As for pointing out that the person is changing his/her handle to continue an attack, if that had been all that was pointed out, I would have had a lot more sympathy.

One question this does raise is how much we need to credit a person's real life experiences when they write. Well, if they use that experience and it turns out that they embellished or manufactured that experience, I think that is misleading their audience and it should be pointed out. However, I think that their real life identity shouldn't be threatened because that is an escalation. Perhaps it will be that this person using that pseudonym won't be able to show their face on that particular blog. And it is possible that people may chase them to other blogs as a form of cyber-stalking, which is not so nice, but given the way blogs work, not possible to police. But there should be a bright line separating the information here and real life identity, unless that information could have an impact on other people's lives in the real world.

We've had two incidents (not counting Gary playing anonymous to make his point about how an anonymous poster could disrupt a forum, which brings back a strange nostalgia about Usenet) here that bear on this. IIRC, one was when a longtime poster chose a different handle and started an argument with Slarti. Slarti pointed out that the person had the same IP address as another poster who made remarkably similar arguments. The commentor said that he changed his handle every so often for no special reason. This was hooted down and the person stopped commenting here, I think. I think this led to Slart looking over the IP addresses and found that a set of particularly virulent commentators who often argued against Hilzoy's posts were all from the same IP address. The IP address was banned, and I don't think anyone has since appeared displaying that commentator's brand of rhetoric. Thus, there seems to be a default policy of banning people who get obnoxious and post with multiple handles from the same IP address, so though there is not a specific mention in the posting rules, it seems to have precedent in the ObWi book. And it would certainly fall under the rubric of 'disrupting the conversation for its own sake'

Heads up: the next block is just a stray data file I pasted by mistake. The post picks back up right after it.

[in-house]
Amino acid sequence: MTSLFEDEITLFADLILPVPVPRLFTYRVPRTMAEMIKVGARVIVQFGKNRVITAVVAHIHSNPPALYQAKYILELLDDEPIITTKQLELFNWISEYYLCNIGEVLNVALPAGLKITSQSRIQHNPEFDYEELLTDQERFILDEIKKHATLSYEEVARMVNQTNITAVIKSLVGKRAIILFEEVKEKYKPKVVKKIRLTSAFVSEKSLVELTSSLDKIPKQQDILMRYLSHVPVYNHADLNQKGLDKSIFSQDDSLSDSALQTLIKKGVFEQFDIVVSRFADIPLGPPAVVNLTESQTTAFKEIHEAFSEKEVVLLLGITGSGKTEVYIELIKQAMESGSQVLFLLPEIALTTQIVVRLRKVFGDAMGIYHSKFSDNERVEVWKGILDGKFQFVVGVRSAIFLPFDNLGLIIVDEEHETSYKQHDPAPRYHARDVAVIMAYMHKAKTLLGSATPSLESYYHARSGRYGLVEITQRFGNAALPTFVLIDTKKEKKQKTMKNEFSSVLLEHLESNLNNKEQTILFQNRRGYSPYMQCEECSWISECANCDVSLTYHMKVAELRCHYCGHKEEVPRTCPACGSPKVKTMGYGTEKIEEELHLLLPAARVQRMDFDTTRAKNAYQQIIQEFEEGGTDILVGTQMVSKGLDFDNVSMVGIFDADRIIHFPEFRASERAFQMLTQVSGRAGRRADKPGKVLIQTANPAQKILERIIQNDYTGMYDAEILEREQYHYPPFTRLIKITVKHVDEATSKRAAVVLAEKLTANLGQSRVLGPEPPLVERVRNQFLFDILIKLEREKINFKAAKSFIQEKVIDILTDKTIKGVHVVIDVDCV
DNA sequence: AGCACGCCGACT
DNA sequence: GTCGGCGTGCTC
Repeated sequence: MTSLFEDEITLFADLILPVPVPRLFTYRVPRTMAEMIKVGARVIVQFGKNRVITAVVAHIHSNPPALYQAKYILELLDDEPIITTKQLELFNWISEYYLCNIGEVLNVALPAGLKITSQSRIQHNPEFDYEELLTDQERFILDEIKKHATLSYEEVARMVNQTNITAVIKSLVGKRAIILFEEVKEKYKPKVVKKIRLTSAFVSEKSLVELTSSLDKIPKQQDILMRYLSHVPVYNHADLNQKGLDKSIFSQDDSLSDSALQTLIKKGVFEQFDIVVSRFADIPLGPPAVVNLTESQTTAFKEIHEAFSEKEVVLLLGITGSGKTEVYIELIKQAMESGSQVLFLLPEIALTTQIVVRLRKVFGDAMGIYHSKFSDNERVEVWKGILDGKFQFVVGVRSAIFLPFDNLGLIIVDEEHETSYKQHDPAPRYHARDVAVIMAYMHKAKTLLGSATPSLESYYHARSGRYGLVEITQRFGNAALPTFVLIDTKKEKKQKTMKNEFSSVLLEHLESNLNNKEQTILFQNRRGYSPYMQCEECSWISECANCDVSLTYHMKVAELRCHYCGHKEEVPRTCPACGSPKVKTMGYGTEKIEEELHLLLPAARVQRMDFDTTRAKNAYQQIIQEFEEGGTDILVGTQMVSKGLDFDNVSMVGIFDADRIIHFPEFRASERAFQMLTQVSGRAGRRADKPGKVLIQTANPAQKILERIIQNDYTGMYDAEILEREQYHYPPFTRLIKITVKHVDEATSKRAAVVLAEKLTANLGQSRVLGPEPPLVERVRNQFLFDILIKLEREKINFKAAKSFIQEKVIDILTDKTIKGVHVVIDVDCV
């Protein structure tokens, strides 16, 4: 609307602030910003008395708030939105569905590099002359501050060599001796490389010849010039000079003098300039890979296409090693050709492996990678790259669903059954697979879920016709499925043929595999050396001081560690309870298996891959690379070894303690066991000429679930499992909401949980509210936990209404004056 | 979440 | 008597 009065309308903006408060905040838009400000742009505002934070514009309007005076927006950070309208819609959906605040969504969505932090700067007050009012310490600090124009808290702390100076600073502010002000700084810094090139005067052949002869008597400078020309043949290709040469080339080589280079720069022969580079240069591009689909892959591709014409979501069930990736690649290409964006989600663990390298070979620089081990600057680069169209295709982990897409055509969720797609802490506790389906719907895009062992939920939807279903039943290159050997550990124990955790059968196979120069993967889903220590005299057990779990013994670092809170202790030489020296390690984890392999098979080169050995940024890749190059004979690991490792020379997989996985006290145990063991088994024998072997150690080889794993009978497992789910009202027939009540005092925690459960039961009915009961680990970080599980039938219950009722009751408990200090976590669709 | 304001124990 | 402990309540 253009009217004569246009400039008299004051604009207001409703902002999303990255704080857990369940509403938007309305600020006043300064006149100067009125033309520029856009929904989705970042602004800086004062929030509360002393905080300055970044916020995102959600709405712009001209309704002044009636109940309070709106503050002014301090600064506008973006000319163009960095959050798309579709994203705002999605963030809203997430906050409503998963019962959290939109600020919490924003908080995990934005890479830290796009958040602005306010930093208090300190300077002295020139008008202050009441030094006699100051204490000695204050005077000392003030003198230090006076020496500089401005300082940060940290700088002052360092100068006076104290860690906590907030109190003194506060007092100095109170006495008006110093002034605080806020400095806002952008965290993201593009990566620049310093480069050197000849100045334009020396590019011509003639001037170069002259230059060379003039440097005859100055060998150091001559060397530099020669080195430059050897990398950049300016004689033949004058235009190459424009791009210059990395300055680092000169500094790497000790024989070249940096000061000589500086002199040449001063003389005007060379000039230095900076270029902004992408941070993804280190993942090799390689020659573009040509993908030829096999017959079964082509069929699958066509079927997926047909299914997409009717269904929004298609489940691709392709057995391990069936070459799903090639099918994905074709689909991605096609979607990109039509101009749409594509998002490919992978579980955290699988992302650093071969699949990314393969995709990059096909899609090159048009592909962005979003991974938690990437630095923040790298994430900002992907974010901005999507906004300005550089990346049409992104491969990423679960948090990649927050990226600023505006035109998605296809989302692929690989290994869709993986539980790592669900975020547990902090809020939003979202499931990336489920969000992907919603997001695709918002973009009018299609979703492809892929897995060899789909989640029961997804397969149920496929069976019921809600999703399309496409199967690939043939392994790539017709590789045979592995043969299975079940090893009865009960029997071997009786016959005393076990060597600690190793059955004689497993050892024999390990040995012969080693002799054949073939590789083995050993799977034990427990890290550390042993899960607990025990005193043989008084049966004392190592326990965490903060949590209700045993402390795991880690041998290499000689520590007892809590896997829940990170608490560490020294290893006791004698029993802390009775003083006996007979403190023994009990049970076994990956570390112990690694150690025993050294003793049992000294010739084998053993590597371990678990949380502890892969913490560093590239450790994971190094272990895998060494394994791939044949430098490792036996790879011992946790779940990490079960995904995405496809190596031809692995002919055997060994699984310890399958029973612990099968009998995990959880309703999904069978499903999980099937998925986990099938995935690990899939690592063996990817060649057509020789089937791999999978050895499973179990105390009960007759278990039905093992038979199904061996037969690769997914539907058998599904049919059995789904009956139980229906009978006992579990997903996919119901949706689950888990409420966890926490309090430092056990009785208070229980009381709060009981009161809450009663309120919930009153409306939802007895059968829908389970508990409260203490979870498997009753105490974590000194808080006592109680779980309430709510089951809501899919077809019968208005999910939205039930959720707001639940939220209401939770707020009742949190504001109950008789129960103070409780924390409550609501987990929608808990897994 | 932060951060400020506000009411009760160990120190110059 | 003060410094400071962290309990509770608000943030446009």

I'm quite sure that when I write things here, I'm writing them in real life.

I'm pretty sure this blog exists in real life. This isn't all a dream, is it?

For really real
link

I guess you've not been around the internet very much, eh? I bet you don't even have a blog!

Pedantry is "a ostentatious and inappropriate display of learning." It's not "making an important distinction."